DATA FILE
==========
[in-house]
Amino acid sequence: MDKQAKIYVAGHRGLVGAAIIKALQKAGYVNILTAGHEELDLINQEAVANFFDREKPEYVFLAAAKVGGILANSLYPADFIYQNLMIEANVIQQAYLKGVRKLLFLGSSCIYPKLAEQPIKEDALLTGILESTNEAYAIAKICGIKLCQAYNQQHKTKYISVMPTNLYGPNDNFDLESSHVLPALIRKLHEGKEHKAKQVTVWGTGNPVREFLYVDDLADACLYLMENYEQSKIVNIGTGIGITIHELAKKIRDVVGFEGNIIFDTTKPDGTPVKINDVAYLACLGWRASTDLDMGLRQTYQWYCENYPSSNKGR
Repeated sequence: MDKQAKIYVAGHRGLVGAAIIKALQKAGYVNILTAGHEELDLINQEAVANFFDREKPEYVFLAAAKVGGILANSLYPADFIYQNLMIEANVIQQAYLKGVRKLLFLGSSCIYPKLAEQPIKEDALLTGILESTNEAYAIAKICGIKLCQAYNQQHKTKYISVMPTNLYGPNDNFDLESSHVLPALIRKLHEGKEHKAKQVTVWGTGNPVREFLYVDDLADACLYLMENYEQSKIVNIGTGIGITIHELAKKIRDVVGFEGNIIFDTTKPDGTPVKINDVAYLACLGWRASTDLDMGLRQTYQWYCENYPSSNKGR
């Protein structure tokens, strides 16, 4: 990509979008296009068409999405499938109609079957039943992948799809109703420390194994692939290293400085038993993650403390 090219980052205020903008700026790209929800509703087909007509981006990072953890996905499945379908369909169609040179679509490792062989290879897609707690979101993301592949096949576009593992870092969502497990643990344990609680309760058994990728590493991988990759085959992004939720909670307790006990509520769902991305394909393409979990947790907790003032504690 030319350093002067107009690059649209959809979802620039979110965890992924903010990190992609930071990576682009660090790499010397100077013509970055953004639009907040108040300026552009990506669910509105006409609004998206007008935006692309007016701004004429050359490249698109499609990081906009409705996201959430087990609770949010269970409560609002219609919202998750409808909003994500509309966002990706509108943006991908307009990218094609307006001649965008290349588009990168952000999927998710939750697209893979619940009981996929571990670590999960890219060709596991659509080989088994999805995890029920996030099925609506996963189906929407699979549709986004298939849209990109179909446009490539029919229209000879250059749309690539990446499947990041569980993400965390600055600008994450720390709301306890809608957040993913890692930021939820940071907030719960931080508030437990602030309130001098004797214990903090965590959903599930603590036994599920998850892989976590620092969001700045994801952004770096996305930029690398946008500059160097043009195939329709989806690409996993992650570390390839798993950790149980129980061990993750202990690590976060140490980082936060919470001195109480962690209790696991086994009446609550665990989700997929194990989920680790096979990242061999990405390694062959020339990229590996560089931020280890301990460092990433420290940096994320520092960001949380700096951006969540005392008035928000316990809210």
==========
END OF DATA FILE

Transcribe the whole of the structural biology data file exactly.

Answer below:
[in-house]
Amino acid sequence: MDKQAKIYVAGHRGLVGAAIIKALQKAGYVNILTAGHEELDLINQEAVANFFDREKPEYVFLAAAKVGGILANSLYPADFIYQNLMIEANVIQQAYLKGVRKLLFLGSSCIYPKLAEQPIKEDALLTGILESTNEAYAIAKICGIKLCQAYNQQHKTKYISVMPTNLYGPNDNFDLESSHVLPALIRKLHEGKEHKAKQVTVWGTGNPVREFLYVDDLADACLYLMENYEQSKIVNIGTGIGITIHELAKKIRDVVGFEGNIIFDTTKPDGTPVKINDVAYLACLGWRASTDLDMGLRQTYQWYCENYPSSNKGR
Repeated sequence: MDKQAKIYVAGHRGLVGAAIIKALQKAGYVNILTAGHEELDLINQEAVANFFDREKPEYVFLAAAKVGGILANSLYPADFIYQNLMIEANVIQQAYLKGVRKLLFLGSSCIYPKLAEQPIKEDALLTGILESTNEAYAIAKICGIKLCQAYNQQHKTKYISVMPTNLYGPNDNFDLESSHVLPALIRKLHEGKEHKAKQVTVWGTGNPVREFLYVDDLADACLYLMENYEQSKIVNIGTGIGITIHELAKKIRDVVGFEGNIIFDTTKPDGTPVKINDVAYLACLGWRASTDLDMGLRQTYQWYCENYPSSNKGR
């Protein structure tokens, strides 16, 4: 990509979008296009068409999405499938109609079957039943992948799809109703420390194994692939290293400085038993993650403390 090219980052205020903008700026790209929800509703087909007509981006990072953890996905499945379908369909169609040179679509490792062989290879897609707690979101993301592949096949576009593992870092969502497990643990344990609680309760058994990728590493991988990759085959992004939720909670307790006990509520769902991305394909393409979990947790907790003032504690 030319350093002067107009690059649209959809979802620039979110965890992924903010990190992609930071990576682009660090790499010397100077013509970055953004639009907040108040300026552009990506669910509105006409609004998206007008935006692309007016701004004429050359490249698109499609990081906009409705996201959430087990609770949010269970409560609002219609919202998750409808909003994500509309966002990706509108943006991908307009990218094609307006001649965008290349588009990168952000999927998710939750697209893979619940009981996929571990670590999960890219060709596991659509080989088994999805995890029920996030099925609506996963189906929407699979549709986004298939849209990109179909446009490539029919229209000879250059749309690539990446499947990041569980993400965390600055600008994450720390709301306890809608957040993913890692930021939820940071907030719960931080508030437990602030309130001098004797214990903090965590959903599930603590036994599920998850892989976590620092969001700045994801952004770096996305930029690398946008500059160097043009195939329709989806690409996993992650570390390839798993950790149980129980061990993750202990690590976060140490980082936060919470001195109480962690209790696991086994009446609550665990989700997929194990989920680790096979990242061999990405390694062959020339990229590996560089931020280890301990460092990433420290940096994320520092960001949380700096951006969540005392008035928000316990809210």